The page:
The idea was to make our history relevant to our present and our future.


Columbus Jewish Day School opened its doors to students in 1998. But the idea for the school was born several years before, in 1993, in the minds of the school’s two visionary founders, Tobi Gold and Danny Kayne.

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Tobi and Danny noticed the Jewish community of Columbus was missing a key resource and institution while they were members of an early cohort of the Wexner Heritage Program’s communal leadership education, which proved to be a pivotal experience. They realized that Columbus had no full time educational option for Jewish families who yearned for a progressive education and an equally progressive Jewish education.  They set about traveling around the country to study models of Jewish day schools to inspire and inform what they wished to innovate for Columbus.

Their search was oriented by the key overarching question that continues to animate the school’s mission to this day, “How can we best provide students with an excellent secular education in addition to a great Jewish education, without compartmentalizing the content or bifurcating the students’ experience?”

After visiting Heschel Day School in Manhattan, their minds, hearts and spirits had been captured. They remember thinking, “Wow, here is a way you can teach math and Hebrew. You could be Jewish the whole day and not compartmentalize the secular from the Judaism. And the light went off for us.”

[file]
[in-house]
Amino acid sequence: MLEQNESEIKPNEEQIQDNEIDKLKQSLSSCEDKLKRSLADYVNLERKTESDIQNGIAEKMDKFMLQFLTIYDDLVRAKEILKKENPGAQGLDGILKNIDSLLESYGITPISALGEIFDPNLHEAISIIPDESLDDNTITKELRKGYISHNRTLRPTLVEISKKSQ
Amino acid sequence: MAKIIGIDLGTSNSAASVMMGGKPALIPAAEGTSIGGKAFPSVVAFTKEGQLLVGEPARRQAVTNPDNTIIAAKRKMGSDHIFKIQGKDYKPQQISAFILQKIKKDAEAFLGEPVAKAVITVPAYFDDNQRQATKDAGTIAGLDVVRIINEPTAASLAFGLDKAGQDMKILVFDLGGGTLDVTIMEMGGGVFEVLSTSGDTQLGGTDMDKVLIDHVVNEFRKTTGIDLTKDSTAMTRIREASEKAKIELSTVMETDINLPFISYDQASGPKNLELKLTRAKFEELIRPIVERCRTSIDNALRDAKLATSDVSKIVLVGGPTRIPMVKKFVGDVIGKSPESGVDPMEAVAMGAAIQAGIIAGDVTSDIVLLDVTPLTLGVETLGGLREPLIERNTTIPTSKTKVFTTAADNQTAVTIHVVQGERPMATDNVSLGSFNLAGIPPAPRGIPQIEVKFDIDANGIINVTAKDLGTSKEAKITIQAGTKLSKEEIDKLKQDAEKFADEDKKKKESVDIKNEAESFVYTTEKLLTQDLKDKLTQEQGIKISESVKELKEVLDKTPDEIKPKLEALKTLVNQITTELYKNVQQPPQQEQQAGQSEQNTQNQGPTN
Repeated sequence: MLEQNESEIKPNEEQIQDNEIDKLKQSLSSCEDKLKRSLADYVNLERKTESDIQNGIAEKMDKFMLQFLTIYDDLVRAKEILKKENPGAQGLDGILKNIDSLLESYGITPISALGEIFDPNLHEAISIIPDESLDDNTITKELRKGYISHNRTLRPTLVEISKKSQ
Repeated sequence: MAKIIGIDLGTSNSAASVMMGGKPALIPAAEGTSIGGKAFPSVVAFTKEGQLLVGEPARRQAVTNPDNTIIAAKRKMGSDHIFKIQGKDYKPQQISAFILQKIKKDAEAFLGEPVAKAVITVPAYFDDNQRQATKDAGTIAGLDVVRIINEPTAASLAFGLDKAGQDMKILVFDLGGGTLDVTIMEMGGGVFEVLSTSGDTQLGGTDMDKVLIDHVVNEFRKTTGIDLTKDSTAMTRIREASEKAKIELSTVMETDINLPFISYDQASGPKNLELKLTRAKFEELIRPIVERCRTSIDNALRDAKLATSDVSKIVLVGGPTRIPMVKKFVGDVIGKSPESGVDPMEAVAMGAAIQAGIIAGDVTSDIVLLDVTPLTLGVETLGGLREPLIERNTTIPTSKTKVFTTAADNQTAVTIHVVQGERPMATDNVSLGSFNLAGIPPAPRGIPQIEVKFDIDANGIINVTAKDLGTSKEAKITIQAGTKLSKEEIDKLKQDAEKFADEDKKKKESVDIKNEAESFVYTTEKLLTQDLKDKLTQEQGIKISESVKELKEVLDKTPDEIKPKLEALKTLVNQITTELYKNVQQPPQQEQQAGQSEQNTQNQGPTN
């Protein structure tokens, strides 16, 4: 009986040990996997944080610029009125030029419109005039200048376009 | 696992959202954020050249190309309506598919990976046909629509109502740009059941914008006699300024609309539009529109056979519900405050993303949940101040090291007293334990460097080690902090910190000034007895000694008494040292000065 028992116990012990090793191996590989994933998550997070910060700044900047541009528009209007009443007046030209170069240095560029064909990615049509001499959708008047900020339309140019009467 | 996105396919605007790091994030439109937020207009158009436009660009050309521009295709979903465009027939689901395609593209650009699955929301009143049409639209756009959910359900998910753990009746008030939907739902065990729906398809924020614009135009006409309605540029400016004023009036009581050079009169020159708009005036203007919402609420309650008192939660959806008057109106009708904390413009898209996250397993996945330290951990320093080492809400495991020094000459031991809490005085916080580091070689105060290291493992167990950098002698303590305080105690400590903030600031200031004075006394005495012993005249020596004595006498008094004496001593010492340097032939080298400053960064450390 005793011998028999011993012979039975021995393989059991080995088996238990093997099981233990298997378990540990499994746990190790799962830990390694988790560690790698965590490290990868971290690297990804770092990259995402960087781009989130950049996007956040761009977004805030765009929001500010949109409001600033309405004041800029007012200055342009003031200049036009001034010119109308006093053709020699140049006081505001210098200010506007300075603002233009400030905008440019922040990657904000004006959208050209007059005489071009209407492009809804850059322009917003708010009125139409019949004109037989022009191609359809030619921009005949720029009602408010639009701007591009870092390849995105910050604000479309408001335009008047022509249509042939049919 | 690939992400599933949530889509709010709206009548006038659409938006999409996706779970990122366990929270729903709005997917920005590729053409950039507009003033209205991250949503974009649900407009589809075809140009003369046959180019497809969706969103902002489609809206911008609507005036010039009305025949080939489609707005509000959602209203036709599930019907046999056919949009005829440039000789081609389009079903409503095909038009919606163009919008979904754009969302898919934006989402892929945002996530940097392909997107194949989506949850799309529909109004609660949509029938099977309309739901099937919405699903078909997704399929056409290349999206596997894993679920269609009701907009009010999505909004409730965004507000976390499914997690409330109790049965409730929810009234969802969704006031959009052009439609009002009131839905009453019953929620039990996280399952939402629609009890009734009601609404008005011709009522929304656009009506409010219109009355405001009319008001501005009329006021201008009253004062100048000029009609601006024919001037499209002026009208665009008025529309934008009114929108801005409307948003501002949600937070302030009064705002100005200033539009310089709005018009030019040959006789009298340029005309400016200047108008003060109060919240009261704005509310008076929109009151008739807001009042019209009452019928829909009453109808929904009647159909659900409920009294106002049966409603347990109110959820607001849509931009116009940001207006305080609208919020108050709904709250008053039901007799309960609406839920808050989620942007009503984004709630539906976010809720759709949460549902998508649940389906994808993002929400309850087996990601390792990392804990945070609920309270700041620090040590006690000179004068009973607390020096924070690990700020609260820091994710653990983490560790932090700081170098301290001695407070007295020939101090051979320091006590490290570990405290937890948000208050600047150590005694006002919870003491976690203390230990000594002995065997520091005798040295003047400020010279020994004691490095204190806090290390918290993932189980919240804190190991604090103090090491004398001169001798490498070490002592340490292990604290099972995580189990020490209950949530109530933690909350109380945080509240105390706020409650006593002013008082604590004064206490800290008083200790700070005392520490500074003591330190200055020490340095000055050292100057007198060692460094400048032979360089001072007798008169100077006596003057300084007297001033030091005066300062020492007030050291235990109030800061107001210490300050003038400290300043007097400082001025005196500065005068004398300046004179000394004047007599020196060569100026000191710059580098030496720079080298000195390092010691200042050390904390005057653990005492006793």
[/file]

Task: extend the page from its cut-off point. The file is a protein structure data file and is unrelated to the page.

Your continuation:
The idea of offering a powerfully integrated education for a wide range of Jewish children from diverse backgrounds, that would help them view the world holistically through Jewish lenses, became a reality. In fall of 1998, the school opened at its Temple Israel site, then at Noe Bixby Road. A year later, the school expanded and moved into a building leased from New Albany school district. A decade later in fall of 2009 -- thanks to a very generous gift of land from Leslie and Abigail Wexner -- CJDS partnered with the Jewish Community Center’s pre-school and moved into a beautiful new building, where it currently resides, on a seven-acre site with trails, wetlands, and a pond.